Academic Standards

Retention in the College

Graduate students, including both admitted and graduate special registrants, are expected to maintain an overall 3.00 GPA. Students whose GPA falls below 3.00 are placed on probation. Students placed on probation must raise their overall graduate GPA to 3.00 or above at the conclusion of the term in which they complete their next six graduate credits. Those who achieve the 3.00 are removed from probation and assigned the status of full standing. Students who are on probation and who do not achieve the 3.00 GPA upon completion of the next six graduate credits will be academically dismissed.

MBA program students may be subject to additional requirements; see the MBA program section of this catalog for details.

Duration and Time Limits of Graduate Programs

While some graduate degree programs can be completed in an academic year, it may take longer to fulfill all requirements. For students who must satisfy undergraduate deficiencies or prerequisites, additional time will be required. Degree programs such as those leading to the MBA and MSN degree require longer than one academic year.

A period of seven years is allowed from the beginning to the completion of a graduate degree or a graduate certificate program; that is, the complete degree plan including all transfer credits allowed, must be fulfilled within seven years. The beginning date of the semester or summer session of enrollment for the earliest credits counted toward degree requirements marks the beginning of the seven-year period.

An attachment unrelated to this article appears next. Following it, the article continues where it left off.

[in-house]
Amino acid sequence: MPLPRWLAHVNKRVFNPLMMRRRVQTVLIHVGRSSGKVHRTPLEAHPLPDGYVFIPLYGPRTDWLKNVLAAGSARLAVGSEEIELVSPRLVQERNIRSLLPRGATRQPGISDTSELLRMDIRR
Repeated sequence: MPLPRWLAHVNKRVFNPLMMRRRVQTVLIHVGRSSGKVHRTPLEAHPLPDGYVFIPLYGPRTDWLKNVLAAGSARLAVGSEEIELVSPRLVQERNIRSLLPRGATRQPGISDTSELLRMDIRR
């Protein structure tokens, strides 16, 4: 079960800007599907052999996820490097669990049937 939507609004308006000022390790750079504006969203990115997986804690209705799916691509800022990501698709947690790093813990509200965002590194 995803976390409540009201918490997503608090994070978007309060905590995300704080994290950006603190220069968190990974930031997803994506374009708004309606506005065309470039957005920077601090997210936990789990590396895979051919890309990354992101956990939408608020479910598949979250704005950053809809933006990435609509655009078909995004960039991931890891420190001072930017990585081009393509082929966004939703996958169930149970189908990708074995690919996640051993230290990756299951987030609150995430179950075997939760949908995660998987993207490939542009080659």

No extensions of this period will be granted except for unusual health reasons, leaves of absence for military purposes, or other extenuating circumstances approved by the Graduate Dean. A petition for extension may be filed with the Graduate Dean.

Academic Integrity

Graduate students must uphold the highest standard of integrity for their work and foster a personal and social ethic of honesty that meets academic and professional challenges as well as the needs of a democratic society and a diverse world. One of UW-Eau Claire’s expectations for graduate students is to avoid academic dishonesty in all forms through understanding the ethical standards of the university and the discipline.

Academic misconduct, intentional or unintentional, erodes the integrity of the pursuit of knowledge, which is primary to UW-Eau Claire’s mission. Any act of academic misconduct that results in undue advantage or violates the spirit of authorship is sanctionable. The Academic Integrity section of Your Right to Know student handbook describes both the process to be followed and the variety of sanctions that may be imposed by the instructor or program director in instances of academic misconduct. In the case of a finding of cheating or plagiarism on any graduate program project, examination or paper—including, but not limited to the comprehensive examination and graduate thesis—such action will result in expulsion from the graduate program or revocation of an awarded degree.